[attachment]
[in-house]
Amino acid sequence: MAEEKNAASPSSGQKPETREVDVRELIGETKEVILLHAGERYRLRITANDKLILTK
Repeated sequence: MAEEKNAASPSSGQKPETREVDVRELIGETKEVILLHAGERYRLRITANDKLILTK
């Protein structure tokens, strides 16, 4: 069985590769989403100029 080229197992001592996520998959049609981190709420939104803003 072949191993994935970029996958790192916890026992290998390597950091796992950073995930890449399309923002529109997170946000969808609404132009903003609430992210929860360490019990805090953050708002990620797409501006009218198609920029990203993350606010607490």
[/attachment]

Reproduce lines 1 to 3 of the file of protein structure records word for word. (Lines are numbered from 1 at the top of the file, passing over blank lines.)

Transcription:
[in-house]
Amino acid sequence: MAEEKNAASPSSGQKPETREVDVRELIGETKEVILLHAGERYRLRITANDKLILTK
Repeated sequence: MAEEKNAASPSSGQKPETREVDVRELIGETKEVILLHAGERYRLRITANDKLILTK